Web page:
There exist a class of finite difference equations used in the analysis of discrete time series known as autoregressive-moving average (ARMA) processes. These processes allow us to quantify properties of a time-series with a simple but thoroughly descriptive parametric structure. A stationary process \(\{X_t\}\) can be modeled by an ARMA(p,q) process if at every time \(t\)

\[X_t - \phi_1X_{t-1} - ... - \phi_pX_{t-p} = Z_t + \theta_{t-1} + ... + \theta_qZ_{t-q}\]

where \(\{Z_t\}\) is a white noise process with zero mean and variance \(\sigma^2\). For any autocovariance function \(\gamma(h)\) for which \(\lim_{h\to\infty}\gamma(h) = 0\) and any integer \(k > 0\), there exists an ARMA(p,q) process with autocovariance function \(\gamma_X(h)\) such that \(\gamma_X(h) = \gamma(h)\) for all \(h \leq k\). These relations make the ARMA process a very useful tool in the analysis and modeling of many different time-series.

1. Introduce a little stochastic calculus –Following Might not be necessary if we use derivation example for AR(2) -New definition of the limit -New definition of the derivative -Stochastic Continuity -Stochastic Integral (Maybe introduce when actually needed)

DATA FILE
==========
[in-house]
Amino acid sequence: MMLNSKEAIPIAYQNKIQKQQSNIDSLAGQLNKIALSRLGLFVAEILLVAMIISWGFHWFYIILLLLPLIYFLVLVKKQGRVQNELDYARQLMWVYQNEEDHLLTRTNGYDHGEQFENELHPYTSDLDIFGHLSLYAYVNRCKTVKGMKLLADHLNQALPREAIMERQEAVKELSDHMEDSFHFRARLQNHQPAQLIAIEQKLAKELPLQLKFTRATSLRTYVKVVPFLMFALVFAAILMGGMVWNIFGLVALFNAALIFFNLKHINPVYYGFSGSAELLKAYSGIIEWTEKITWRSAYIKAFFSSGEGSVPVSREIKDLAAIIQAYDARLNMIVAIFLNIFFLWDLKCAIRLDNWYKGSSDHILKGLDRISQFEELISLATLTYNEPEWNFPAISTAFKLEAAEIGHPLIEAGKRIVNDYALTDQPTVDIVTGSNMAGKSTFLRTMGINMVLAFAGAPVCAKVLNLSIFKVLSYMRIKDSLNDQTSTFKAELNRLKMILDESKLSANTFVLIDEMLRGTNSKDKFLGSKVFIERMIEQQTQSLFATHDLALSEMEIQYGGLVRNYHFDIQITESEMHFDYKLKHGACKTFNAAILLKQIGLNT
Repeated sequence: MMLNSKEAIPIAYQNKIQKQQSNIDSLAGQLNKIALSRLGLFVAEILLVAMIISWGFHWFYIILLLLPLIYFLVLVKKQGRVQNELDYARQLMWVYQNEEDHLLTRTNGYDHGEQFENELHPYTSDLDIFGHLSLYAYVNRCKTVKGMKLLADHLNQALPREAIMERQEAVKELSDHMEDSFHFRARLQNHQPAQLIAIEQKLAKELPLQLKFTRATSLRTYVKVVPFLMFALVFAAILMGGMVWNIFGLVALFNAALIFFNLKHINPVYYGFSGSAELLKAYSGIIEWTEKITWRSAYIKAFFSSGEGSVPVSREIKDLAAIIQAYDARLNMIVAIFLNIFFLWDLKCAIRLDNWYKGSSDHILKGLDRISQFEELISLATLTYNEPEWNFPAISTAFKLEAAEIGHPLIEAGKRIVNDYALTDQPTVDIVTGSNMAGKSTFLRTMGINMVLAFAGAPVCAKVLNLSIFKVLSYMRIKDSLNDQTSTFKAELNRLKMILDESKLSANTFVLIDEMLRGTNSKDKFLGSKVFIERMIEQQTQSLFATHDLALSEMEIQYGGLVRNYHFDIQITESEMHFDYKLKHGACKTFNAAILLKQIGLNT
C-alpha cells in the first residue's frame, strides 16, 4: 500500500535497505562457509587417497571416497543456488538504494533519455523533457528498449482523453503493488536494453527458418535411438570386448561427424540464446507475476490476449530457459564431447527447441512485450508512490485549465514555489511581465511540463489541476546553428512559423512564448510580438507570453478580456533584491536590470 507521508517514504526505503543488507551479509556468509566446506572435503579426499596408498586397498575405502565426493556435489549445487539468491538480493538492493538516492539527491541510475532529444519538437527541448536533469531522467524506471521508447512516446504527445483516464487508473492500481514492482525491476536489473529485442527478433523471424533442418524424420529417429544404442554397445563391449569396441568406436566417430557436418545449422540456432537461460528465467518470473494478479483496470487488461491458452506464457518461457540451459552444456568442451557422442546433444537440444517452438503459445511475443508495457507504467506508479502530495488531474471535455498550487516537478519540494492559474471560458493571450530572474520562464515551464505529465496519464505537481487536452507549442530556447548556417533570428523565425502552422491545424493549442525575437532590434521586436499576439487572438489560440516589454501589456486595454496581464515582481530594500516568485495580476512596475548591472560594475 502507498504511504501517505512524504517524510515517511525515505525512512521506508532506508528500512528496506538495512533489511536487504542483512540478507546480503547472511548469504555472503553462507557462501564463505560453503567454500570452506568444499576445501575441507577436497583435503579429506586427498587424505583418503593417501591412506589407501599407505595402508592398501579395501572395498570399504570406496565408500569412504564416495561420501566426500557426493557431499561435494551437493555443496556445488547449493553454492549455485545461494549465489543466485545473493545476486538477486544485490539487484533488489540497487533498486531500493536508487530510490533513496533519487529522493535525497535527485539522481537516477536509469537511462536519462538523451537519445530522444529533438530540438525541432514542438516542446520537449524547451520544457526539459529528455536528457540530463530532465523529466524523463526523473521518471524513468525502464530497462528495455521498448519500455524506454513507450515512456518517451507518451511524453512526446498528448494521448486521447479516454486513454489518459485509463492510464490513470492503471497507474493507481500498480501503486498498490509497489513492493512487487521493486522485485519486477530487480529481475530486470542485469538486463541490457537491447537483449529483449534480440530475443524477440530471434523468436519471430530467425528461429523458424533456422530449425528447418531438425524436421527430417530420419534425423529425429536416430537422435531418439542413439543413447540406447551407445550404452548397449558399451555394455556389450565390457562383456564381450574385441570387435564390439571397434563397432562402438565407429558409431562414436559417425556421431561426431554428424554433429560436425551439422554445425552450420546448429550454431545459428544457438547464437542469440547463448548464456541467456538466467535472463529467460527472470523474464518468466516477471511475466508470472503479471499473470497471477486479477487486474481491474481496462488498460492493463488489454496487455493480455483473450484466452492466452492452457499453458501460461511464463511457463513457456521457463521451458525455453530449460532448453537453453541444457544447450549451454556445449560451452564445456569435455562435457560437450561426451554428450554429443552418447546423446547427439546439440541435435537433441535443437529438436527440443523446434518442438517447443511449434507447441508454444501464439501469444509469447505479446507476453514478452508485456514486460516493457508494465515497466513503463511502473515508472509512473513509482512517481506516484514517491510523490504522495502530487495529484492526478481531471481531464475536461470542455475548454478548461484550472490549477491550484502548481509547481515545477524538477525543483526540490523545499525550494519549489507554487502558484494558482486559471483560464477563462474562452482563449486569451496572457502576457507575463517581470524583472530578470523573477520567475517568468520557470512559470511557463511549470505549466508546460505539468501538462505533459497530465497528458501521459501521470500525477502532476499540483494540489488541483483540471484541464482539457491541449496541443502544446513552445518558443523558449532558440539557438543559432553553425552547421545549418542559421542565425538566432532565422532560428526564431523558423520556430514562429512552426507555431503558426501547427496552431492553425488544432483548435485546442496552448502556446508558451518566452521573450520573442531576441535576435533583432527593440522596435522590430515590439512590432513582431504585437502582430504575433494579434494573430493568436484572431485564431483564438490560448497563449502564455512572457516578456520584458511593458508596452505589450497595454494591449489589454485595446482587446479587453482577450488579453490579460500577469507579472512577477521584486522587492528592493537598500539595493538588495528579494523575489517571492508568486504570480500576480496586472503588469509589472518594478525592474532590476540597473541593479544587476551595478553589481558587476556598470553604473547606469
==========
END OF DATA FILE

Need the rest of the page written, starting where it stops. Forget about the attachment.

-Continuous White Noise

–Start CARMA Derivation -Introduce AR(1) model (in context of current popular method) -General Order AR model -General Order MA model -introduce stochastic integral briefly -Mixed AR MA process (CARMA) (Just do this in the next section)

In reality, the underlying phenomena driving AGN variability are not discrete processes. In order to get a proper understanding of the underlying physics and structure of the AGN, we need a continuous analog to the ARMA process. A continuous-time ARMA (CARMA) process is the continuous case of the discrete ARMA process. A system described by a CARMA process obeys the stochastic differential equation

\[d^{P}f(t) + \alpha_{P-1} d^{P-1}f(t) + ... + \alpha_{0} f(t) = \beta_{Q}d^{Q}w(t) + \beta_{Q-1} d^{Q-1}w(t) + ... + w(t)\]

Where \(d\) represents a change in a variable between times \(t\) and \(t + dt\), \(f\) represents the state of the system minus the mean, and \(w \sim WN(0, \sigma^{2})\) continuous-time white noise random process representing the driving noise in the system due to non-linear effects. In this case, it will represent temperature fluctuations due to magnetohydrodynamic instabilities in the accretion disk. In order for the process to be stationary we must require that \(p < q\). The most well known example is the case where \(p=1\) and \(q=0\) CAR(1) process also known in the astronomical community as a damped random walk (DRW).

We construct the auto-regressive polynomial as the characteristic polynomial of the auto-regressive side of the CARMA process.